Since reports of the efficacy of systemic chemotherapies for gastric cancer [3, 4], the number of patients undergoing HAIC has been decreasing. HAIC is one of the effective local treatments for liver metastases and is considered for patients who have no extrahepatic metastasis and when the occurrence of hepatic metastasis is expected to determine the patient’s prognosis. Unlike systemic chemotherapy, HAIC can provide high concentrations of anticancer agents directly to the liver, resulting in a decrease in adverse drug effects. The reported response rates of HAIC are 71–83 % [12–14], which seems to be higher than those with systemic chemotherapy that have been reported in randomized controlled trials . However, there is currently no established regimen of HAIC. Ojima et al.  reported that low dose 5-FU (500 mg, weekly), which was also used in the present case, could be used for a long period (the average treatment period of HAIC was 14.7 months) without severe adverse effects in 18 patients. Similarly, our patient underwent HAIC for 21 months without suffering any adverse effects. Since one of the disadvantages of HAIC is its inability to control extrahepatic tumor growth, we initially treated the patient with systemic chemotherapy. Although the standard regimen of systemic chemotherapy for metastatic gastric cancer in Japan was not yet established at the time, we decided to use oral 5-FU because the patient had not been able to tolerate S-1 due to a loss of appetite.
While the efficacy of curative resection for liver metastasis of colorectal cancer has been established , the significance of liver resection for metastasis from gastric cancer is still controversial. Although liver resection for metastases from gastric cancer is expected to be a potentially curative treatment, the results of some studies have been disappointing, suggesting that this type of surgery should be limited to certain patient subtypes as a part of multimodal treatment [16, 17]. Okano et al.  reported that solitary and metachronous metastases were independent favorable prognostic factors in patients who underwent hepatectomy for liver metastasis from gastric cancer. Others have also identified the same factors as independent favorable prognostic factors of liver resection for metastasis from gastric cancer [19–22]. Therefore, patients with these factors could be considered as potentially good candidates for curative liver resection. From this perspective, curative liver resection might have been indicated in our patient; however, because CT scan showed complete remission at the second follow-up examination after starting HAIC, together with rapidly decreasing CEA levels, we decided to continue HAIC, with which the complete remission persisted for more than 10 years even after the HAIC was interrupted. Similarly, Ojima et al.  reported one case that survived for more than 5 years without any signs of recurrence after treatment with HAIC. Although extremely rare, our case indicates that HAIC can lead to complete cure in selected patients with liver metastasis from gastric cancer.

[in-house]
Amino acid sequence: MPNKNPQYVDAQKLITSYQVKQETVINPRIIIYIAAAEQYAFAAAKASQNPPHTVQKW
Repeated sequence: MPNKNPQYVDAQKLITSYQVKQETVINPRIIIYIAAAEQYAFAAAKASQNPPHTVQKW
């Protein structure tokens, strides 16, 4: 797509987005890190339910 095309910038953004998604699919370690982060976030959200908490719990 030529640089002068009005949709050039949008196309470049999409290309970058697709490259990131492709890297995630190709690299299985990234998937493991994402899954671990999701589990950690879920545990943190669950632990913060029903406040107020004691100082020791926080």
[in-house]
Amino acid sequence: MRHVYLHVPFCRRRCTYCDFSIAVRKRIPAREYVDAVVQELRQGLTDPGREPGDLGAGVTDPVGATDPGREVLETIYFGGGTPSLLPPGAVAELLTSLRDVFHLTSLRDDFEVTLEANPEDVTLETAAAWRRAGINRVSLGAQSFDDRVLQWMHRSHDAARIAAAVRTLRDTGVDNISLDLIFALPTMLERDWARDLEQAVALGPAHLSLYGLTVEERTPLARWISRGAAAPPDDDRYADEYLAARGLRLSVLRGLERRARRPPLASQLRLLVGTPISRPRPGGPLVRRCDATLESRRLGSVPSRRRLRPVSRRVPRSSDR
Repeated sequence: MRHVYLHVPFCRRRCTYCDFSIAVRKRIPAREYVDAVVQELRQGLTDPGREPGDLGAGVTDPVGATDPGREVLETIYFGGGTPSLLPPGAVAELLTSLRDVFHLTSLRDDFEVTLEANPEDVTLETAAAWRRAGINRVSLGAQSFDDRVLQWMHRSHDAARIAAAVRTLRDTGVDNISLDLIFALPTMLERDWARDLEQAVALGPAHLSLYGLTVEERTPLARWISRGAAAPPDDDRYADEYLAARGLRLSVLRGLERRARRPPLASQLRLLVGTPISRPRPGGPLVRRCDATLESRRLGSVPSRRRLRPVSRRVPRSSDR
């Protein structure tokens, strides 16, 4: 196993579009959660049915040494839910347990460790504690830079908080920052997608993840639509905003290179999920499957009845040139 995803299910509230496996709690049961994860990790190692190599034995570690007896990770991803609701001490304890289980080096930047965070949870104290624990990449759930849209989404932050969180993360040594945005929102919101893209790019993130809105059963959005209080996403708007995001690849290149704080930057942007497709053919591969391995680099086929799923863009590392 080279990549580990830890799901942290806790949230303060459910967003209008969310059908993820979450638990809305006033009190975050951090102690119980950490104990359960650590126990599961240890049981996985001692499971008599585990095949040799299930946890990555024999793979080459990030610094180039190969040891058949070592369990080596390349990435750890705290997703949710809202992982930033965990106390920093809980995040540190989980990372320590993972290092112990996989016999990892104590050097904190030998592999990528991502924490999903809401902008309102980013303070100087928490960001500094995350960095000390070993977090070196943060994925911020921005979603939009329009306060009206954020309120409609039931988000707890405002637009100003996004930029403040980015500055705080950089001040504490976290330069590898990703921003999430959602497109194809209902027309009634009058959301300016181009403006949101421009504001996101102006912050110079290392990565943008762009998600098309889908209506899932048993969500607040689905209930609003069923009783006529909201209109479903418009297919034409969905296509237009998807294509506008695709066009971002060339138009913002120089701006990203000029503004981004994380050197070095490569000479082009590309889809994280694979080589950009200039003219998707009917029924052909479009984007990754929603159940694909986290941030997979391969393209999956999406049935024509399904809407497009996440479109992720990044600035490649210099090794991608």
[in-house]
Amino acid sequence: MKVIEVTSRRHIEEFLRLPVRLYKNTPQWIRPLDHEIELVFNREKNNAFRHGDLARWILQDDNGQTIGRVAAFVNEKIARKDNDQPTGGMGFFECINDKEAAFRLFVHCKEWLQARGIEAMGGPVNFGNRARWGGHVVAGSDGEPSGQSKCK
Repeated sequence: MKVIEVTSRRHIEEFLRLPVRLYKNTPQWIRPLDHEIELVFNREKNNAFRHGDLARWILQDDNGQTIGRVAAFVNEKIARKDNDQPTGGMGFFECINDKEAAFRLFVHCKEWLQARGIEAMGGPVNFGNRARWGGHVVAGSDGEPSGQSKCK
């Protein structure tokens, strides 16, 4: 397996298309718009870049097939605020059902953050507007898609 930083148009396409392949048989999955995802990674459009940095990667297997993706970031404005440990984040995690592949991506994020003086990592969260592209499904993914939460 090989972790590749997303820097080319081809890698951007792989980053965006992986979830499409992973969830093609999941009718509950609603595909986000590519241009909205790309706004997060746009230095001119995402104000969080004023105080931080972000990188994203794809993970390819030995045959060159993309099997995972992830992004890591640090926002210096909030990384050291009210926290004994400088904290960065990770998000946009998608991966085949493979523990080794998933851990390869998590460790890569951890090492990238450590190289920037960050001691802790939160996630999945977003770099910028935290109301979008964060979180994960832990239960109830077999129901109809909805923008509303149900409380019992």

Recurrence in the remnant liver after liver resection is observed most frequently within 2 years of the initial therapy, and no report has demonstrated the benefit of re-resection of the liver. These findings suggest that occult intrahepatic metastases may already exist at the time of the liver resection in most cases. Lambert et al.  advocated “a test of time” as an approach that identifies patients who are not likely to be cured by hepatic resection for liver metastases from colorectal cancer. This approach makes it possible to avoid unnecessary liver resections by reevaluating the development of intrahepatic or extrahepatic metastases 3–6 months later. In our case, HAIC with systemic chemotherapy prior to surgery led to complete remission, resulting in avoidance of liver resection. Hence, the “test of time” approach for resectable liver metastasis from gastric cancer may be a reasonable strategy.
We described long-term survival with complete remission in a patient who underwent HAIC for liver metastasis from gastric cancer. Our experience suggests that HAIC should be considered as a treatment option in patients with resectable liver metastasis from gastric cancer. However, further studies are needed to clarify which treatment, surgery, systemic chemotherapy, or HAIC is the most beneficial for resectable liver metastasis from gastric cancer.
Written informed consent was obtained from the patient for publication of this case report and any accompanying images. A copy of the written consent is available for review by the Editor of this journal.
The authors acknowledge all the ward staff who took care of the patient.